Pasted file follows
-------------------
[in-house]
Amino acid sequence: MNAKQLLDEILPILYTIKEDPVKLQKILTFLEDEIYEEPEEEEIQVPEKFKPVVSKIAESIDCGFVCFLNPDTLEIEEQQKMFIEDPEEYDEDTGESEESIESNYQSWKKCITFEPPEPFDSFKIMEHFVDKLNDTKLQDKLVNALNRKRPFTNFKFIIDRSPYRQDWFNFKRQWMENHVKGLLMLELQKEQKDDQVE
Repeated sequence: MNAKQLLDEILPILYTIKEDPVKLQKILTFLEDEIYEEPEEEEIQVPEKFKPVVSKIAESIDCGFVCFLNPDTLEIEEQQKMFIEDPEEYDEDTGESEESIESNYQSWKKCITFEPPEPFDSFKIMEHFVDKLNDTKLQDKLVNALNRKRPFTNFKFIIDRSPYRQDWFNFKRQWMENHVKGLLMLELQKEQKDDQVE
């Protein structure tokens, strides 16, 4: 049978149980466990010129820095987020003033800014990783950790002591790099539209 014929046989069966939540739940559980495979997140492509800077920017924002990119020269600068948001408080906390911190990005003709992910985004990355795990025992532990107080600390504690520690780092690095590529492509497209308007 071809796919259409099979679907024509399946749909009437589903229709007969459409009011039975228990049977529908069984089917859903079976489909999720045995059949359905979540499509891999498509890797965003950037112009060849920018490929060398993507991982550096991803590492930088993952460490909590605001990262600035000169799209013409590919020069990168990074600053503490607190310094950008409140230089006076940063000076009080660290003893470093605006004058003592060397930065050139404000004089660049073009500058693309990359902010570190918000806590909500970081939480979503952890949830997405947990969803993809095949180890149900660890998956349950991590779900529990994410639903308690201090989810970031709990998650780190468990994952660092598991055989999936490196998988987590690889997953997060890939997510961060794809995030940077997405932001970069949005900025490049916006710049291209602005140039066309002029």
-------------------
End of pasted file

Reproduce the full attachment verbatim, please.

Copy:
[in-house]
Amino acid sequence: MNAKQLLDEILPILYTIKEDPVKLQKILTFLEDEIYEEPEEEEIQVPEKFKPVVSKIAESIDCGFVCFLNPDTLEIEEQQKMFIEDPEEYDEDTGESEESIESNYQSWKKCITFEPPEPFDSFKIMEHFVDKLNDTKLQDKLVNALNRKRPFTNFKFIIDRSPYRQDWFNFKRQWMENHVKGLLMLELQKEQKDDQVE
Repeated sequence: MNAKQLLDEILPILYTIKEDPVKLQKILTFLEDEIYEEPEEEEIQVPEKFKPVVSKIAESIDCGFVCFLNPDTLEIEEQQKMFIEDPEEYDEDTGESEESIESNYQSWKKCITFEPPEPFDSFKIMEHFVDKLNDTKLQDKLVNALNRKRPFTNFKFIIDRSPYRQDWFNFKRQWMENHVKGLLMLELQKEQKDDQVE
């Protein structure tokens, strides 16, 4: 049978149980466990010129820095987020003033800014990783950790002591790099539209 014929046989069966939540739940559980495979997140492509800077920017924002990119020269600068948001408080906390911190990005003709992910985004990355795990025992532990107080600390504690520690780092690095590529492509497209308007 071809796919259409099979679907024509399946749909009437589903229709007969459409009011039975228990049977529908069984089917859903079976489909999720045995059949359905979540499509891999498509890797965003950037112009060849920018490929060398993507991982550096991803590492930088993952460490909590605001990262600035000169799209013409590919020069990168990074600053503490607190310094950008409140230089006076940063000076009080660290003893470093605006004058003592060397930065050139404000004089660049073009500058693309990359902010570190918000806590909500970081939480979503952890949830997405947990969803993809095949180890149900660890998956349950991590779900529990994410639903308690201090989810970031709990998650780190468990994952660092598991055989999936490196998988987590690889997953997060890939997510961060794809995030940077997405932001970069949005900025490049916006710049291209602005140039066309002029």